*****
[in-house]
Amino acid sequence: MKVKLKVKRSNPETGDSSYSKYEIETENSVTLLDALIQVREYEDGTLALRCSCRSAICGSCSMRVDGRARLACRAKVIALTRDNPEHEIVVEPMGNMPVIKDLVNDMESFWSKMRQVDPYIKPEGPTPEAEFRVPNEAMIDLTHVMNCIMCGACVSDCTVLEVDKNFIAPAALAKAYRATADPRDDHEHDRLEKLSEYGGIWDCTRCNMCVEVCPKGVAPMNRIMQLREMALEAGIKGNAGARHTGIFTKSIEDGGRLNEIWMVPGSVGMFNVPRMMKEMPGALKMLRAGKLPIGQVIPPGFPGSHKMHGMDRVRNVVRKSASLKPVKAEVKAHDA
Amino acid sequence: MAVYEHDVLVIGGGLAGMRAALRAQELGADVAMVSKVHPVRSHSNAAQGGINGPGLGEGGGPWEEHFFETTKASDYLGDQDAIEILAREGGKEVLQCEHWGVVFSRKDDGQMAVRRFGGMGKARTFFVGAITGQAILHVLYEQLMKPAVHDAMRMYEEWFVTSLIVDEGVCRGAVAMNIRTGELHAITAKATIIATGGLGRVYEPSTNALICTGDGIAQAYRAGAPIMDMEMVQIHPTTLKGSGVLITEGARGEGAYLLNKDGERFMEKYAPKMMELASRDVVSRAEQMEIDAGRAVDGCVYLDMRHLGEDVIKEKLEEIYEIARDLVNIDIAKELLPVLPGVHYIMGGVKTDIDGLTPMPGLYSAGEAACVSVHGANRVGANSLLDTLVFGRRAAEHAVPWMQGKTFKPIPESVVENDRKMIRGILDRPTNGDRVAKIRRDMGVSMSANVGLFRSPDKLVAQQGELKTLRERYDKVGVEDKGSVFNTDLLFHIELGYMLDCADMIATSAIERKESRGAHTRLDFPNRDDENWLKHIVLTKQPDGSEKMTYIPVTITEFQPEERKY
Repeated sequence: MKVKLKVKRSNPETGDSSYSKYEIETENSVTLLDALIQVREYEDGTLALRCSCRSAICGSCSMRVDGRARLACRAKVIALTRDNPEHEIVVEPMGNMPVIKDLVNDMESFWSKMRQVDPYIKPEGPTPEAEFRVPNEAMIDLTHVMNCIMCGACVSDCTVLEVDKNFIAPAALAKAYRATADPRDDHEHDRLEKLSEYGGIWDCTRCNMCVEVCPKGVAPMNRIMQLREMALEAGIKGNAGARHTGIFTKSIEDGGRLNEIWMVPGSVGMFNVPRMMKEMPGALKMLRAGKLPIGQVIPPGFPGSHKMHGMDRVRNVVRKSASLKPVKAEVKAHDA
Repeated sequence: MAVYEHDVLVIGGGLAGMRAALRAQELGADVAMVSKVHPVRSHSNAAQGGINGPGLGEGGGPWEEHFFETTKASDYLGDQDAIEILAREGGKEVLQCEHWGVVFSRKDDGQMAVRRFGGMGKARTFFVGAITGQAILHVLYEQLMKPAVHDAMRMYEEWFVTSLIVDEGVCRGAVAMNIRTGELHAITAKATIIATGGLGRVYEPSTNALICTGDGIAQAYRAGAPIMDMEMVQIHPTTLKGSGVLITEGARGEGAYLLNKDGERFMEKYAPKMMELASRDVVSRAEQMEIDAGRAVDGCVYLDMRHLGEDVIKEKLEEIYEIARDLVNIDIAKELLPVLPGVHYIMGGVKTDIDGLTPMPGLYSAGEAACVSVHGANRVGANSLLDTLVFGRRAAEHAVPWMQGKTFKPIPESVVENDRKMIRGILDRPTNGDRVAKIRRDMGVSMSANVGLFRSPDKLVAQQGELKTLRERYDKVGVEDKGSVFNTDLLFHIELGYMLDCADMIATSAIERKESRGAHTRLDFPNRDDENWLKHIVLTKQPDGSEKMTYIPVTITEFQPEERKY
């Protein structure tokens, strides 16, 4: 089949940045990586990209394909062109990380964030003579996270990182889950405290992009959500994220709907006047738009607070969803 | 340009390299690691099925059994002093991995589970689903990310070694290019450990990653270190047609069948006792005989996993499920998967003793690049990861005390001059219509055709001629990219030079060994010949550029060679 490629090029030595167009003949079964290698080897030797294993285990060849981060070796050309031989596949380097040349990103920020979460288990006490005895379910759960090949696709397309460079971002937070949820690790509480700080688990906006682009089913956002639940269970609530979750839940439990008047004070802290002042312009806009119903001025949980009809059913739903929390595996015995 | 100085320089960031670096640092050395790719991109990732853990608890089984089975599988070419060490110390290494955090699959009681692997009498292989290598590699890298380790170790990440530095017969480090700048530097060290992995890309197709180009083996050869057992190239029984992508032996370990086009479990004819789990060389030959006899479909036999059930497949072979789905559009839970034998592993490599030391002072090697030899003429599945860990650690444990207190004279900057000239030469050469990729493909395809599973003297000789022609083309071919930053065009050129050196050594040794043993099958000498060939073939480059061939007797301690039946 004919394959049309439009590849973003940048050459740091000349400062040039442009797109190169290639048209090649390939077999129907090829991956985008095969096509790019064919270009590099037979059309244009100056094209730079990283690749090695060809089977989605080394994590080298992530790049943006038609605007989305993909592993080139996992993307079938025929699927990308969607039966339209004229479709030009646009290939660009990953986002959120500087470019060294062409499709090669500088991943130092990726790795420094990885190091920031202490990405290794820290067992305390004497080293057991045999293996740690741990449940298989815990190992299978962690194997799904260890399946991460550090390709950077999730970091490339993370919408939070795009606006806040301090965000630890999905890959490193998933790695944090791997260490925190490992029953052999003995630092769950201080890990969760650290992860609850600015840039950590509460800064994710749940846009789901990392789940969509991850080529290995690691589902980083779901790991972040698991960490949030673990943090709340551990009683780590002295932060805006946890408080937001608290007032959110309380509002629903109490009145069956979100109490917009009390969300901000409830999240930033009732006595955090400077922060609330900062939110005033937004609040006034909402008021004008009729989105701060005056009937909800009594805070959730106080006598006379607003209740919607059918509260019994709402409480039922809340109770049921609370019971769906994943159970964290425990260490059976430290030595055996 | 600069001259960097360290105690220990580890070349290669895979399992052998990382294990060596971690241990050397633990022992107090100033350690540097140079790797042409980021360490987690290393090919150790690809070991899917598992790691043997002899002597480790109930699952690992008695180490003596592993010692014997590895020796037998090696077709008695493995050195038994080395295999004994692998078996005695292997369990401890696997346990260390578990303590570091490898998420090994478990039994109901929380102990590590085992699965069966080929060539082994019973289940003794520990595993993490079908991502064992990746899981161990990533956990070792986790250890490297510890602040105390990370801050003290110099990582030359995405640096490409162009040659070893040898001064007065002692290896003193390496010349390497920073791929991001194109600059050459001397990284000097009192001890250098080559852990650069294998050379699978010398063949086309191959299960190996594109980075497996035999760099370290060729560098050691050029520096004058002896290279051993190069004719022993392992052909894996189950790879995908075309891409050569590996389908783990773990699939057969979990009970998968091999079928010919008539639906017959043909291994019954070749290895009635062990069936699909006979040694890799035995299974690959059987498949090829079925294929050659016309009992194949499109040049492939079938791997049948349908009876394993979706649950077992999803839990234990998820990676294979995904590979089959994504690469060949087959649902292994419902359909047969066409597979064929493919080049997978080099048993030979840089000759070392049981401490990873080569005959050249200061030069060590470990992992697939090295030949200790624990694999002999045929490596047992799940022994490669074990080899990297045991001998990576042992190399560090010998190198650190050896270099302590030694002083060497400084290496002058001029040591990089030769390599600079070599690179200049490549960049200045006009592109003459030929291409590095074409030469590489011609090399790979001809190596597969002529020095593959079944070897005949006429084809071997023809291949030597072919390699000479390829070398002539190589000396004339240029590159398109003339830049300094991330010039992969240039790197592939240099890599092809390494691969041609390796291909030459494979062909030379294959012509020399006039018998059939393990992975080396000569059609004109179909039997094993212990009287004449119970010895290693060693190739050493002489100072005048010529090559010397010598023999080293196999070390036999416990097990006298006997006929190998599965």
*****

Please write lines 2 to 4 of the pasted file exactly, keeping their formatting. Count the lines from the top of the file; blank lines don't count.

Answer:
Amino acid sequence: MKVKLKVKRSNPETGDSSYSKYEIETENSVTLLDALIQVREYEDGTLALRCSCRSAICGSCSMRVDGRARLACRAKVIALTRDNPEHEIVVEPMGNMPVIKDLVNDMESFWSKMRQVDPYIKPEGPTPEAEFRVPNEAMIDLTHVMNCIMCGACVSDCTVLEVDKNFIAPAALAKAYRATADPRDDHEHDRLEKLSEYGGIWDCTRCNMCVEVCPKGVAPMNRIMQLREMALEAGIKGNAGARHTGIFTKSIEDGGRLNEIWMVPGSVGMFNVPRMMKEMPGALKMLRAGKLPIGQVIPPGFPGSHKMHGMDRVRNVVRKSASLKPVKAEVKAHDA
Amino acid sequence: MAVYEHDVLVIGGGLAGMRAALRAQELGADVAMVSKVHPVRSHSNAAQGGINGPGLGEGGGPWEEHFFETTKASDYLGDQDAIEILAREGGKEVLQCEHWGVVFSRKDDGQMAVRRFGGMGKARTFFVGAITGQAILHVLYEQLMKPAVHDAMRMYEEWFVTSLIVDEGVCRGAVAMNIRTGELHAITAKATIIATGGLGRVYEPSTNALICTGDGIAQAYRAGAPIMDMEMVQIHPTTLKGSGVLITEGARGEGAYLLNKDGERFMEKYAPKMMELASRDVVSRAEQMEIDAGRAVDGCVYLDMRHLGEDVIKEKLEEIYEIARDLVNIDIAKELLPVLPGVHYIMGGVKTDIDGLTPMPGLYSAGEAACVSVHGANRVGANSLLDTLVFGRRAAEHAVPWMQGKTFKPIPESVVENDRKMIRGILDRPTNGDRVAKIRRDMGVSMSANVGLFRSPDKLVAQQGELKTLRERYDKVGVEDKGSVFNTDLLFHIELGYMLDCADMIATSAIERKESRGAHTRLDFPNRDDENWLKHIVLTKQPDGSEKMTYIPVTITEFQPEERKY
Repeated sequence: MKVKLKVKRSNPETGDSSYSKYEIETENSVTLLDALIQVREYEDGTLALRCSCRSAICGSCSMRVDGRARLACRAKVIALTRDNPEHEIVVEPMGNMPVIKDLVNDMESFWSKMRQVDPYIKPEGPTPEAEFRVPNEAMIDLTHVMNCIMCGACVSDCTVLEVDKNFIAPAALAKAYRATADPRDDHEHDRLEKLSEYGGIWDCTRCNMCVEVCPKGVAPMNRIMQLREMALEAGIKGNAGARHTGIFTKSIEDGGRLNEIWMVPGSVGMFNVPRMMKEMPGALKMLRAGKLPIGQVIPPGFPGSHKMHGMDRVRNVVRKSASLKPVKAEVKAHDA